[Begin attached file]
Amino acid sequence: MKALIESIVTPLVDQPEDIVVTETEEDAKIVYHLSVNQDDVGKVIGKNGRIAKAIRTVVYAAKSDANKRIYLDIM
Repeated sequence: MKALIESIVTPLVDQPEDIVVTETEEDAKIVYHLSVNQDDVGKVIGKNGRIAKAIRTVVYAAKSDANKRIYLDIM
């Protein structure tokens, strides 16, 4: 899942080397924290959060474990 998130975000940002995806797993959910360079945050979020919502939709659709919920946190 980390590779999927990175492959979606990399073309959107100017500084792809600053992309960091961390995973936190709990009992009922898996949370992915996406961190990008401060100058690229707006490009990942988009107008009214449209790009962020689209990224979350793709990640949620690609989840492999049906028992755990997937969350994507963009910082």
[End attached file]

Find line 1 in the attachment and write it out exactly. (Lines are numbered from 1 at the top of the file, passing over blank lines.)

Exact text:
Amino acid sequence: MKALIESIVTPLVDQPEDIVVTETEEDAKIVYHLSVNQDDVGKVIGKNGRIAKAIRTVVYAAKSDANKRIYLDIM